‘Best (act) Before’ Australian Country of Origin food labelling standards are enforceable
Regulating for Globalization
Please refer to this post as:, ‘‘Best (act) Before’ Australian Country of Origin food labelling standards are enforceable’, Regulating for Globalization, 22/05/2018, http://regulatingforglobalization.com/2018/05/22/best-act-australian-country-origin-food-labelling-standards-enforceable/
How to prepare to comply
From 1 July 2018 food businesses must comply with labelling requirements set out by the Australian Government which aim to provide consumers with greater transparency on the origin of their food.
First introduced on 1 July 2016 as the Country of Origin Food Labelling Information Standard 2016 (Standard) the implementation of the Standard has been impending for some time, with many businesses utilising this transition period to ensure that their labelling is compliant. The two types of country of origin labels which companies selling food in Australia must comply with are the standard mark and the country of origin statement.
The standard mark is to be used for products that are grown, produced or made in Australia. The mark includes the kangaroo in a triangle logo, a bar chart which indicates the percentage of Australian ingredients and explanatory text which outlines whether the product is grown, produced or made in Australia and the percentage of Australian ingredients.
Country of origin statement
When a standard mark cannot be used, this statement provides a clear indication of where the product is produced, grown or made.
The Australian Government’s business.govt.au website is a great resource to assist companies in understanding and implementing the new labelling requirements. The Australian Competition & Consumer Commission has also released multiple useful guides for businesses (found here, here and here).
To label or not to label?
While most food products will need to comply with the new Standard, there are some exceptions. The guidelines advise that a label is not required for:
- foods not for human consumption (for example: pet food, bird food)
- foods sold in restaurants, cafes, take-away shops or schools
- foods sold at fund-raisers
- foods sold in the same premises in which they have been made and packed (for example: a bakery that sell their food products exclusively at the shop-front of the facilities where the products were made and packed will not need a standard mark for their food products)
In addition, the ‘standard mark’ is optional for non-priority foods which include:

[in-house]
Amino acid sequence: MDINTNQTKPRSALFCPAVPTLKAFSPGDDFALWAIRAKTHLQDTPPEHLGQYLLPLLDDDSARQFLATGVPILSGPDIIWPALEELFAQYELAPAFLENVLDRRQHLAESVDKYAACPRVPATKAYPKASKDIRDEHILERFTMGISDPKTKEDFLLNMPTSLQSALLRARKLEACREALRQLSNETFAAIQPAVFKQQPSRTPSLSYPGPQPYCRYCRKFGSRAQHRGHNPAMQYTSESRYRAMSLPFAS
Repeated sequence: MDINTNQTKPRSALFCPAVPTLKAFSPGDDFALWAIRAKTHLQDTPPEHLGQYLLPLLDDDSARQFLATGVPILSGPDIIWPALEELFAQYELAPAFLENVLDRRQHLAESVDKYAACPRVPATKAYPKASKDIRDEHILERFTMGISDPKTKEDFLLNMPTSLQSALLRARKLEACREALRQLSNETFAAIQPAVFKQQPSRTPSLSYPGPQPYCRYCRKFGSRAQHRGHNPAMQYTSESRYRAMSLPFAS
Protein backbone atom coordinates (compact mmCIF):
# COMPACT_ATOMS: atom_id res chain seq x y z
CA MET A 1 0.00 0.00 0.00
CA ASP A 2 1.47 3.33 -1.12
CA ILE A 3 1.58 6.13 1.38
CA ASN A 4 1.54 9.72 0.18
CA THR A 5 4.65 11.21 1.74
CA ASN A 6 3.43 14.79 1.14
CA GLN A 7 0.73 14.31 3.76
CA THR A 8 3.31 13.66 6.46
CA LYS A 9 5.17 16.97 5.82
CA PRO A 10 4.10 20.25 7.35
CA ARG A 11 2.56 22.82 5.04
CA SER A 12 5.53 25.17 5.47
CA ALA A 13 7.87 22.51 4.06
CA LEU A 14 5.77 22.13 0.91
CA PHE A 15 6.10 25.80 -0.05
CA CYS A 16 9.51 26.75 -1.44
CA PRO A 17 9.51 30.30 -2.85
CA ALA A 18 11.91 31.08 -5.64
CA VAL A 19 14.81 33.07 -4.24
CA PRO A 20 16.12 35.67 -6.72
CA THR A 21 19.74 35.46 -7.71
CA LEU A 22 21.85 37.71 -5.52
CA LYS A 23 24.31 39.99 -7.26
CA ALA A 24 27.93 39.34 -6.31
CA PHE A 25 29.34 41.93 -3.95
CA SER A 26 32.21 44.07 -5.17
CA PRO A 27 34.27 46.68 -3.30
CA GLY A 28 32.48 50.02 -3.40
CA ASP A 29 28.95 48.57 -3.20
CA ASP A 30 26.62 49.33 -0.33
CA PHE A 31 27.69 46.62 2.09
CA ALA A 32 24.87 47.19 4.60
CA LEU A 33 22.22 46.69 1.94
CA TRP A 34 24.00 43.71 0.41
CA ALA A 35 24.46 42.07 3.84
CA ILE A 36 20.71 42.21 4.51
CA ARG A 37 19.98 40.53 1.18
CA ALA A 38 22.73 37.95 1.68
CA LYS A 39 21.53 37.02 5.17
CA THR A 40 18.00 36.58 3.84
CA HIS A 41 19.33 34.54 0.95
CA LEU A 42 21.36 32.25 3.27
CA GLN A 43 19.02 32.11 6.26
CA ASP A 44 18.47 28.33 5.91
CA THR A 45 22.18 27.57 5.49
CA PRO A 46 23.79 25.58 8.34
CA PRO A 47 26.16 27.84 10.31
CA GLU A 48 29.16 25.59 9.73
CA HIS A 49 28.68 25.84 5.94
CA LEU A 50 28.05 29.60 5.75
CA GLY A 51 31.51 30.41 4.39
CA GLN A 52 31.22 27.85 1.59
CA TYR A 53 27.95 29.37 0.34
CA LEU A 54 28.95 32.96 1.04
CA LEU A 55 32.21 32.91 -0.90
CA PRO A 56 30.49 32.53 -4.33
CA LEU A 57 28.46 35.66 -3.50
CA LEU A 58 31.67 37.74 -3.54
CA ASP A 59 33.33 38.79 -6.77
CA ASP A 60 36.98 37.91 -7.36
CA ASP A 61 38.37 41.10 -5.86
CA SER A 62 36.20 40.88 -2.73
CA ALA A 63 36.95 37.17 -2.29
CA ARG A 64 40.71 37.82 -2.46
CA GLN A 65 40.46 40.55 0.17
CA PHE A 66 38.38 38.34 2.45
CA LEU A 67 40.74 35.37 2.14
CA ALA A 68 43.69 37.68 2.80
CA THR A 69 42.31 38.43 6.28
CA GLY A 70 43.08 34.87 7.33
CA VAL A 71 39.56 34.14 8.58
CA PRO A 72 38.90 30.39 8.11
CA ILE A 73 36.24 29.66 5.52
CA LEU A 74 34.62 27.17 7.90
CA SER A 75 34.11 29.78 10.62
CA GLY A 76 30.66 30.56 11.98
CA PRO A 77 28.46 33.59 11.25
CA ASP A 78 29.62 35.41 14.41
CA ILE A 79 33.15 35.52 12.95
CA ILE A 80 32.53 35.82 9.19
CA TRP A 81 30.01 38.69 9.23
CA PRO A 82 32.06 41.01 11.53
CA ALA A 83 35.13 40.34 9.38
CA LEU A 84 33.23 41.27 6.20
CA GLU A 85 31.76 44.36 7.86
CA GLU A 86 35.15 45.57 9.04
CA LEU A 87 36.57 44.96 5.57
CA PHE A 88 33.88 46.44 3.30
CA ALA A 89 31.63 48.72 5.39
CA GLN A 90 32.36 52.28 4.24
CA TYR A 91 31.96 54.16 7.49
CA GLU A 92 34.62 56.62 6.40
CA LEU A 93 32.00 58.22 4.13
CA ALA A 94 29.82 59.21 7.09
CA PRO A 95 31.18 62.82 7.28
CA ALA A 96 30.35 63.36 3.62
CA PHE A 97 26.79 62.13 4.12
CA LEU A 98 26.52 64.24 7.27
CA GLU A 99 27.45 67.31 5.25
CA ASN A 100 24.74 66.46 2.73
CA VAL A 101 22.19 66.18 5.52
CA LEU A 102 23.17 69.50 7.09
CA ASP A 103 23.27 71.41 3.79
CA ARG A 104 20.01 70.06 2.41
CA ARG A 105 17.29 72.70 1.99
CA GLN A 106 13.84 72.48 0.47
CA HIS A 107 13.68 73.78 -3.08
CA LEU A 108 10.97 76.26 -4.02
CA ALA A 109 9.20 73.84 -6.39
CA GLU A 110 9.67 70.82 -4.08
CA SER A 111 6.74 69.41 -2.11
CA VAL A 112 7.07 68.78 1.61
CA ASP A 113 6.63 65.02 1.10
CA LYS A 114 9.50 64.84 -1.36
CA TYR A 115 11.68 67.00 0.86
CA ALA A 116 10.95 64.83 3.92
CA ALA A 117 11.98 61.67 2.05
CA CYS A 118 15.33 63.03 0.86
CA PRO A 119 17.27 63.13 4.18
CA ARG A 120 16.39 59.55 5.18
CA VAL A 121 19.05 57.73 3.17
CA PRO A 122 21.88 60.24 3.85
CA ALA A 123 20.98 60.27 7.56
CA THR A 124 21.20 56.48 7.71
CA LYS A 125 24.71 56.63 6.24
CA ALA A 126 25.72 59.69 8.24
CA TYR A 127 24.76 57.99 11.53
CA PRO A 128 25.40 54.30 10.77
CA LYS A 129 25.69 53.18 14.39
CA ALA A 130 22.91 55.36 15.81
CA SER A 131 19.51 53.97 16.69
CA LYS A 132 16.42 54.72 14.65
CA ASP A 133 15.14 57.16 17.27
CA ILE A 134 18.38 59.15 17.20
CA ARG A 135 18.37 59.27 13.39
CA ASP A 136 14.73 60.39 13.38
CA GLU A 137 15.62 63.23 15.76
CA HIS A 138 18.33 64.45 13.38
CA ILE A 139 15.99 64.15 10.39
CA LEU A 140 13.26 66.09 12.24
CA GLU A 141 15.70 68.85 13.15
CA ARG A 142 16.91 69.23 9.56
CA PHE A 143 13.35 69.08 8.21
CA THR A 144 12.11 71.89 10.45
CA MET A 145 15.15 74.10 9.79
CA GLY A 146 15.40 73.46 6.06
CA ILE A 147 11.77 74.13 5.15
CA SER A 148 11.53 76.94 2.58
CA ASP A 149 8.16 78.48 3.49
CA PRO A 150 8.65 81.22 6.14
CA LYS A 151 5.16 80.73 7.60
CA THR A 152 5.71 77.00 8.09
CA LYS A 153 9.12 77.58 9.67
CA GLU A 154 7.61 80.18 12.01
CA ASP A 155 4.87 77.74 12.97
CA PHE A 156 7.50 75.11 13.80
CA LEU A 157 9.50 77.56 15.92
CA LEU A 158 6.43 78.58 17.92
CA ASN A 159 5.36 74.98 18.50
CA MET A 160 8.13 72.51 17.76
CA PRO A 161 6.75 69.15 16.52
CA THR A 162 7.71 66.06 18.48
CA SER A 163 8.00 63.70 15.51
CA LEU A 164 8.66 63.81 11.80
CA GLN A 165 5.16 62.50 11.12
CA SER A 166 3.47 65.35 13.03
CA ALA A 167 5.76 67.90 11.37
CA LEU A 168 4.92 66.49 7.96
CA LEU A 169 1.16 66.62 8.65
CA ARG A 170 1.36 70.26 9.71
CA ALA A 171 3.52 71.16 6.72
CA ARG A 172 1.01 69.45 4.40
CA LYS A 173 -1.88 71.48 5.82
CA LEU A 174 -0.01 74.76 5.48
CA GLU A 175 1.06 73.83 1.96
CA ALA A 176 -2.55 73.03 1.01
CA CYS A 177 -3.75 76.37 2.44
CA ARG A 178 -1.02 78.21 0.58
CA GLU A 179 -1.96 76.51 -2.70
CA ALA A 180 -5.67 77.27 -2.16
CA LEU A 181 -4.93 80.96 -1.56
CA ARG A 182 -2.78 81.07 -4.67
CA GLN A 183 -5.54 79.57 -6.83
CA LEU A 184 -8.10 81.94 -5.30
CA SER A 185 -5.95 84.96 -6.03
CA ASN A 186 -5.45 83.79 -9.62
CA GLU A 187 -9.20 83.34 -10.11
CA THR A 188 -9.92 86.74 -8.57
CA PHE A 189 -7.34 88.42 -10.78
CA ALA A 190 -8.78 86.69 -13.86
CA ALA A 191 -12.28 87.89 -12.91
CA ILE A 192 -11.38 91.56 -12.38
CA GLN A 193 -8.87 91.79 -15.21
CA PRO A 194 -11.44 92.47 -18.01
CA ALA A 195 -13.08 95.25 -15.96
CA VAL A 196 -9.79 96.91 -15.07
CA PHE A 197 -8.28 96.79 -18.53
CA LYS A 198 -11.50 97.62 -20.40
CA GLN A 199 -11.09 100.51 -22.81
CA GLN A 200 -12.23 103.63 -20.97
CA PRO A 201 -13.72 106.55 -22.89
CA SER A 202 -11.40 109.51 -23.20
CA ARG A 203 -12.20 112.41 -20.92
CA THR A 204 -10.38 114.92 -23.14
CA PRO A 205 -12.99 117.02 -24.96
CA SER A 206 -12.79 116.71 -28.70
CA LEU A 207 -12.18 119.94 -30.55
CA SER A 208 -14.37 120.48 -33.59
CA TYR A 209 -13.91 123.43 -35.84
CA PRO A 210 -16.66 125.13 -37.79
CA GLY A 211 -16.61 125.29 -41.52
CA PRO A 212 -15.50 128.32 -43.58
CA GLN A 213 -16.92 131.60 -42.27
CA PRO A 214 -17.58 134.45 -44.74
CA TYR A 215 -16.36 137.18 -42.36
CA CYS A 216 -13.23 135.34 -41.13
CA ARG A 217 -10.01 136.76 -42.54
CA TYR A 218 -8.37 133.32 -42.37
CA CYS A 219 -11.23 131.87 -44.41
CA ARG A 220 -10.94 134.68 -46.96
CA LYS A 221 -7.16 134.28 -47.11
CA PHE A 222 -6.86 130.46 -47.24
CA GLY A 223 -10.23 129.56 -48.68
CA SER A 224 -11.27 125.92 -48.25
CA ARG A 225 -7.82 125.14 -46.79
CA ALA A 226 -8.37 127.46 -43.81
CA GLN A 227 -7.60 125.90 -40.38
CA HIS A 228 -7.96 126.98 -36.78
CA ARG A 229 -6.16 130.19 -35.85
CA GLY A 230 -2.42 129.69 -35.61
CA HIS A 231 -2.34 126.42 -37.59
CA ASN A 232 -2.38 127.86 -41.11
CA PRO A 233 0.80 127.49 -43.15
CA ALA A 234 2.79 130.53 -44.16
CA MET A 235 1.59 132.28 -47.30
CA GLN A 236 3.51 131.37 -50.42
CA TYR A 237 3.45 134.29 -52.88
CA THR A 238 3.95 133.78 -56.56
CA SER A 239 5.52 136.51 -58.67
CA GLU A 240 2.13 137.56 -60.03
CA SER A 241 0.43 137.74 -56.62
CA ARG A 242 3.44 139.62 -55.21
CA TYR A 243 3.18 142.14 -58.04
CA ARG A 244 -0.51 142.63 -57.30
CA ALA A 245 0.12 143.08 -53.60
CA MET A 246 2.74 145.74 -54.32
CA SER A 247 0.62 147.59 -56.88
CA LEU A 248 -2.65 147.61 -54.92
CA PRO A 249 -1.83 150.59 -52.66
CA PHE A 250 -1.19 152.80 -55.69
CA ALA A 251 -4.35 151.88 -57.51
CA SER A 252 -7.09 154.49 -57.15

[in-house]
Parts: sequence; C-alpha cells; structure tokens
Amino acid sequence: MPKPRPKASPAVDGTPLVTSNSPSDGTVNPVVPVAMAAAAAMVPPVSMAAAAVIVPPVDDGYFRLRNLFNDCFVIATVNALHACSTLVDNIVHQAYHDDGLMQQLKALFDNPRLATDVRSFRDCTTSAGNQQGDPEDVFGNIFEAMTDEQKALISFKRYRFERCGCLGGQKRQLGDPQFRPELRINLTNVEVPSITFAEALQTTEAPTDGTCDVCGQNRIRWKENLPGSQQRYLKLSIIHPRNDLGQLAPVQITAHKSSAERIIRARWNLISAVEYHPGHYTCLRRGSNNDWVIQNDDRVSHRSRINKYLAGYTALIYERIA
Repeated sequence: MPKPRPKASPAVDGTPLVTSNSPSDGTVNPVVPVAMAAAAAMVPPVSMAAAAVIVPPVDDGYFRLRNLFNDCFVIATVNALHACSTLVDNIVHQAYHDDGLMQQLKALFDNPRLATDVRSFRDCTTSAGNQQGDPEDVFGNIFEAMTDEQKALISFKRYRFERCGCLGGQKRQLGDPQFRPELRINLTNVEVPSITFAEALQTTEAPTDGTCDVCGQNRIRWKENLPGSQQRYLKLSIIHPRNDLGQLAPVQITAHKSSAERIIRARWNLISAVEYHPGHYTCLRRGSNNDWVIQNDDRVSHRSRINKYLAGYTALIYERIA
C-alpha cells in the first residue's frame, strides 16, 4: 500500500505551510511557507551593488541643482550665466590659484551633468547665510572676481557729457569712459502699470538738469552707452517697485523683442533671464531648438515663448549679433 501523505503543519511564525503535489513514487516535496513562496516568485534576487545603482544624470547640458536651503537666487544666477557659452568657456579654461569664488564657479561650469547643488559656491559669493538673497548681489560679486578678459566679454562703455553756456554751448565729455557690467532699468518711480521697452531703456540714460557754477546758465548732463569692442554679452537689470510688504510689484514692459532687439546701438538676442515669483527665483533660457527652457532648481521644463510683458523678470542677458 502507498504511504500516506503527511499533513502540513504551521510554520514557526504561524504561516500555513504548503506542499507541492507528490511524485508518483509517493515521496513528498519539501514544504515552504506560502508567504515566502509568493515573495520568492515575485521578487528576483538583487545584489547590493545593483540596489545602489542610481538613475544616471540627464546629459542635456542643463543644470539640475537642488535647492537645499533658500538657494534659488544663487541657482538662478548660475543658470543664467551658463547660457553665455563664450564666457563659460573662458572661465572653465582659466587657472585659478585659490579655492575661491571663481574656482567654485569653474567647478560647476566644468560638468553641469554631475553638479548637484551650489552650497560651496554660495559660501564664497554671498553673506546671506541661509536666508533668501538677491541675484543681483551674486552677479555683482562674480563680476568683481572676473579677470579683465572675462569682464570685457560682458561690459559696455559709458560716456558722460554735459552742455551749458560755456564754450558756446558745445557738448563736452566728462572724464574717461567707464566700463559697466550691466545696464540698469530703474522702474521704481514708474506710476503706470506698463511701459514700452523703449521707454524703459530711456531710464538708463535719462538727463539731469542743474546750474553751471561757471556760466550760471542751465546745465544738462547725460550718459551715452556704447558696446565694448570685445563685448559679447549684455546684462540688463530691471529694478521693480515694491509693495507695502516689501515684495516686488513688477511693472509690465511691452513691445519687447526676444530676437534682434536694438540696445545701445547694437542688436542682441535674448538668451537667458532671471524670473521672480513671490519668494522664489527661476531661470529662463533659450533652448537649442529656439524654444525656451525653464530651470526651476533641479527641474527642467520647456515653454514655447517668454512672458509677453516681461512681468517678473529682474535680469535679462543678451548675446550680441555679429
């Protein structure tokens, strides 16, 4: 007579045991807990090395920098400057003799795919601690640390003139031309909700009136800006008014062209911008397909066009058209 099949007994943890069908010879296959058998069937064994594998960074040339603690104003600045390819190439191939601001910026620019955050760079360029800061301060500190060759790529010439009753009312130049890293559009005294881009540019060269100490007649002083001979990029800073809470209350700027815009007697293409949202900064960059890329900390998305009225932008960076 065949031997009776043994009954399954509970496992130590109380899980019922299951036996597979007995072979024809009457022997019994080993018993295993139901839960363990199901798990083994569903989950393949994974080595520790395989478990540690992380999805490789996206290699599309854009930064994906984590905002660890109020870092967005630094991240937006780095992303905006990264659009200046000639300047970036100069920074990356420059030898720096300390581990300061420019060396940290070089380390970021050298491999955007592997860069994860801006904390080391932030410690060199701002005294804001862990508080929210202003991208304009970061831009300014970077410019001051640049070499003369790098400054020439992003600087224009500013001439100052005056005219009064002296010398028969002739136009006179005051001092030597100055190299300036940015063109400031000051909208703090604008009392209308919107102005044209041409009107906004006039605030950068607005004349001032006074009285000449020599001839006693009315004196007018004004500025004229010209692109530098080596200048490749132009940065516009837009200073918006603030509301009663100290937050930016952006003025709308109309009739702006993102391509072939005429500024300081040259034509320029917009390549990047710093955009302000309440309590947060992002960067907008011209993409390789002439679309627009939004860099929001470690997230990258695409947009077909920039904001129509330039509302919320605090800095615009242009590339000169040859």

- biscuits and snack food
- bottled water
- soft drinks and sports drinks
- tea and coffee
- alcoholic beverages
The new requirements have come in – now what?
From 1 July 2018 foods which do not meet the new Standard can continue be sold by retailers if that stock was packaged and labelled prior to 1 July 2018. Otherwise, the penalties for non-compliance include penalties of up to $1.1 million for corporations and up to $220,000 for individuals once the new Standard comes into effect. Although there are some ‘safe harbour’ defences against liability based on demonstrating that an ‘ordinary and reasonable’ consumer would not consider the claim to be false, misleading and deceptive, it is preferable to comply with the Standard in the first instance.
The relevant Minister has reiterated that the government does not intend to extend the transition period to the Standards, so companies would be wise to ensure they are compliant by 1 July 2018 or risk facing penalties.
Don’t forget other new penalties under the Commerce (Trade Descriptions) Regulation
The implementation of the Standard is not the only impending change to liability associated with labelling. As of 29 June 208 the Commerce (Trade Descriptions) Regulation 2016 (Regulations) will provide for a penalty of 50 penalty units ($10,500) for failure to comply with the Regulations. The Regulations govern which classes of goods require labelling when imported into Australia, what label is required and where the label must be applied.
Previously, the Regulations only provided for offending goods to be seized. This clearly increases risk at the border.
As always, if pain persists, please see your friendly customs and trade lawyer.